I read some pretty kick ass books in 2012. A lot of them. So many that sometimes it’s hard to remember what they all were. But I’ve kept notes throughout the year, marking what I consider to be the year’s BEST books — though it was definitely a hard list to narrow down. I have so much love for so many of the books I read each year.
So step aside Kirkus, Publisher’s Weekly, and Entertainment Weekly. Here are the Best YA Books of 2012, according to me (in no particular order):
This book is so painstakingly beautiful, it hurts. Every word is carefully chosen and each sentence poetically written. Rosenfield has made a stunning debut on the literary scene, and I sincerely hope she has more to offer soon — because I have yet to find another novel that compares to the majesty of this undone coming of age saga.
It’s only a bonus that I happened to be buying this book when my now-fiance popped the question in the middle of the YA section at our local B&N.
I don’t read a ton of middle grade fiction, but when I do, I have high expectations — expectations which this book far exceeded. The Hero’s Guide to Saving Your Kingdom may be marketed to the middle grade set — but honestly, this book is perfect for anyone. From adults reading aloud to younger children — to adults reading silently to themselves, and everyone in between. This book will have you in stitches from laughing so hard, and you’ll be delighted by this refreshing, new twist on the classic fairy tale princes.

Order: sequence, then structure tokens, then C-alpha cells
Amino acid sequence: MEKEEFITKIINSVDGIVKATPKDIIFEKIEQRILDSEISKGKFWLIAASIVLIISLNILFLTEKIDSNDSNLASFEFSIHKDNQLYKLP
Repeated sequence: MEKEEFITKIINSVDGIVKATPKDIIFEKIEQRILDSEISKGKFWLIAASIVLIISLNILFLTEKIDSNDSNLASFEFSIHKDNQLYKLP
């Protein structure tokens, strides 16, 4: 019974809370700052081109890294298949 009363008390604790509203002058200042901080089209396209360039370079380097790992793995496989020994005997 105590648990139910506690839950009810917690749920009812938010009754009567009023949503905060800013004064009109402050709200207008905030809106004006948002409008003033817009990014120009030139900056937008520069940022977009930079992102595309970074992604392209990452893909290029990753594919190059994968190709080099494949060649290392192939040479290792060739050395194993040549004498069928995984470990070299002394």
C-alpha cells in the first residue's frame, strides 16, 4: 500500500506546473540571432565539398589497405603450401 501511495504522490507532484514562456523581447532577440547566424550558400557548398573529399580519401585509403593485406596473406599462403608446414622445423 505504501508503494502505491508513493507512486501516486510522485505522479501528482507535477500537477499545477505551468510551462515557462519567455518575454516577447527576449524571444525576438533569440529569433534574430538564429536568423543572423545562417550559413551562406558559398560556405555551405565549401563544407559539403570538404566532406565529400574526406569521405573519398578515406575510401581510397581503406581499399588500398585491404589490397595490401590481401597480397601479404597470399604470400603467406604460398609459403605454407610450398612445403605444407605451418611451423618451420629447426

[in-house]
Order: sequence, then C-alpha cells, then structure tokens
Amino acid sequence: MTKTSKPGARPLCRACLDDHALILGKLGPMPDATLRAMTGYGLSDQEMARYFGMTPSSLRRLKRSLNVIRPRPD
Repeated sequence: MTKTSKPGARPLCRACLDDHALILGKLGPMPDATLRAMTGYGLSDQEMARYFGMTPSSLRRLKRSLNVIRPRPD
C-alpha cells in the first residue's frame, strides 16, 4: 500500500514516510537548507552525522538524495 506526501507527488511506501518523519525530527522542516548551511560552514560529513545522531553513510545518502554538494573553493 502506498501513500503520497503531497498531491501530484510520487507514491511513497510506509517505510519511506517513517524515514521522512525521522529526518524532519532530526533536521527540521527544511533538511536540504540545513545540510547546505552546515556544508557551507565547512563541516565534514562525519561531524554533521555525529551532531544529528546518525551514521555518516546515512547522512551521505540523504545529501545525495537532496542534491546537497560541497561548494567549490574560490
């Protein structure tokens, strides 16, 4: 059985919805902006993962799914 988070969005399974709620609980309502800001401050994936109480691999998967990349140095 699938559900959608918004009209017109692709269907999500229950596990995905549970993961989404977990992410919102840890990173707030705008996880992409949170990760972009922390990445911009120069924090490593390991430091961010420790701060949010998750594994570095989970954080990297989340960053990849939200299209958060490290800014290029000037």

I’m a sucker for vampire stories (pun intended, always) — but Brennan & Larbalestier’s collaboration on Team Human has completely raised the bar when it comes to this blood-sucking genre. This duo has revamped the vampire-human romance — both paying homage to and sending up this beloved paranormal theme. Funny, poignant, touching. They pack a lot of punch into this standalone stunner of a novel.
I loved this book so much that when I finished reading it, I hugged the book (really) and then started re-reading it immediately. I only regret having to force myself to stop re-reading it when I realized how massive my “to be read” pile remained. Nonetheless, Vessel is an absolute masterpiece of storytelling: magic, romance, adventure, destiny & fate. Durst has outdone herself.
Jeepers creepers. Completely. Bray’s latest forray into historical fiction is creepy to the max. But she’s also written a lively, colorful, flapper-filled account of 1920s New York City — filled with murder, mystery, mayhem, and magic. I just want to crawl into the world of The Diviners and stay for a while. (But maybe not stay too long, what with all the death at every turn …)
I know I’m not the only Harry Potter fan who’s been a bit homesick for Hogwarts ever since J.K. Rowling wrapped up her beloved series. But Fforde’s first book for younger readers made me forget about that longing for a while. The Last Dragonslayer harkens back to everything I loved about Harry Potter: magic colliding with Muggle, unlikely heroes, an ecclectic and lovably bunch of characters. Everything Fforde has mastered in his adult books (like the much loved Thursday Next books) shines through in The Last Dragonslayer.